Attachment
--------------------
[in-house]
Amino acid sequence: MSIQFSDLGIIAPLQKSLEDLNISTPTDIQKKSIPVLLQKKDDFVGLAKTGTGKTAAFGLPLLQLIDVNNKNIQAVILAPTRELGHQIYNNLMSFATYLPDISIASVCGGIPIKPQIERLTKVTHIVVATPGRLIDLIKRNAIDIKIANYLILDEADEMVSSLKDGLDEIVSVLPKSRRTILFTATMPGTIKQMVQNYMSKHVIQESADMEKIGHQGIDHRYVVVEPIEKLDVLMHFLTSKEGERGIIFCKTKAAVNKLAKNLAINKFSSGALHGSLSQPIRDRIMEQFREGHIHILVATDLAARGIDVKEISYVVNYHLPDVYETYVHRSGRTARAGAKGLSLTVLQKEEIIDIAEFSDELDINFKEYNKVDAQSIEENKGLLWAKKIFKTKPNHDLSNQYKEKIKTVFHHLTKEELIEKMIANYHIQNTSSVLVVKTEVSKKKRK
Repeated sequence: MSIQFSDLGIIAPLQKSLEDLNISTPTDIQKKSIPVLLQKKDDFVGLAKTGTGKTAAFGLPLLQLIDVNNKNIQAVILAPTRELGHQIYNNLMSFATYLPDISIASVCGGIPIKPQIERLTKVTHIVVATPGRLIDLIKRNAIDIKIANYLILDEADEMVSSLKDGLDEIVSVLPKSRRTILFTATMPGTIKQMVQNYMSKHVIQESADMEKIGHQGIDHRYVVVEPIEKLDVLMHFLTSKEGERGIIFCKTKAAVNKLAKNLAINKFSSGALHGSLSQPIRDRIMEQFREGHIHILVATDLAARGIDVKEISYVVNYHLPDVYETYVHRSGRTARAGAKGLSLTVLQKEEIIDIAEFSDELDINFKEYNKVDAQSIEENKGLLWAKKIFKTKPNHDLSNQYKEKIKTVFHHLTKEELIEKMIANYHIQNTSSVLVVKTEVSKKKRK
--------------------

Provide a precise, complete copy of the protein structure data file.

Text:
[in-house]
Amino acid sequence: MSIQFSDLGIIAPLQKSLEDLNISTPTDIQKKSIPVLLQKKDDFVGLAKTGTGKTAAFGLPLLQLIDVNNKNIQAVILAPTRELGHQIYNNLMSFATYLPDISIASVCGGIPIKPQIERLTKVTHIVVATPGRLIDLIKRNAIDIKIANYLILDEADEMVSSLKDGLDEIVSVLPKSRRTILFTATMPGTIKQMVQNYMSKHVIQESADMEKIGHQGIDHRYVVVEPIEKLDVLMHFLTSKEGERGIIFCKTKAAVNKLAKNLAINKFSSGALHGSLSQPIRDRIMEQFREGHIHILVATDLAARGIDVKEISYVVNYHLPDVYETYVHRSGRTARAGAKGLSLTVLQKEEIIDIAEFSDELDINFKEYNKVDAQSIEENKGLLWAKKIFKTKPNHDLSNQYKEKIKTVFHHLTKEELIEKMIANYHIQNTSSVLVVKTEVSKKKRK
Repeated sequence: MSIQFSDLGIIAPLQKSLEDLNISTPTDIQKKSIPVLLQKKDDFVGLAKTGTGKTAAFGLPLLQLIDVNNKNIQAVILAPTRELGHQIYNNLMSFATYLPDISIASVCGGIPIKPQIERLTKVTHIVVATPGRLIDLIKRNAIDIKIANYLILDEADEMVSSLKDGLDEIVSVLPKSRRTILFTATMPGTIKQMVQNYMSKHVIQESADMEKIGHQGIDHRYVVVEPIEKLDVLMHFLTSKEGERGIIFCKTKAAVNKLAKNLAINKFSSGALHGSLSQPIRDRIMEQFREGHIHILVATDLAARGIDVKEISYVVNYHLPDVYETYVHRSGRTARAGAKGLSLTVLQKEEIIDIAEFSDELDINFKEYNKVDAQSIEENKGLLWAKKIFKTKPNHDLSNQYKEKIKTVFHHLTKEELIEKMIANYHIQNTSSVLVVKTEVSKKKRK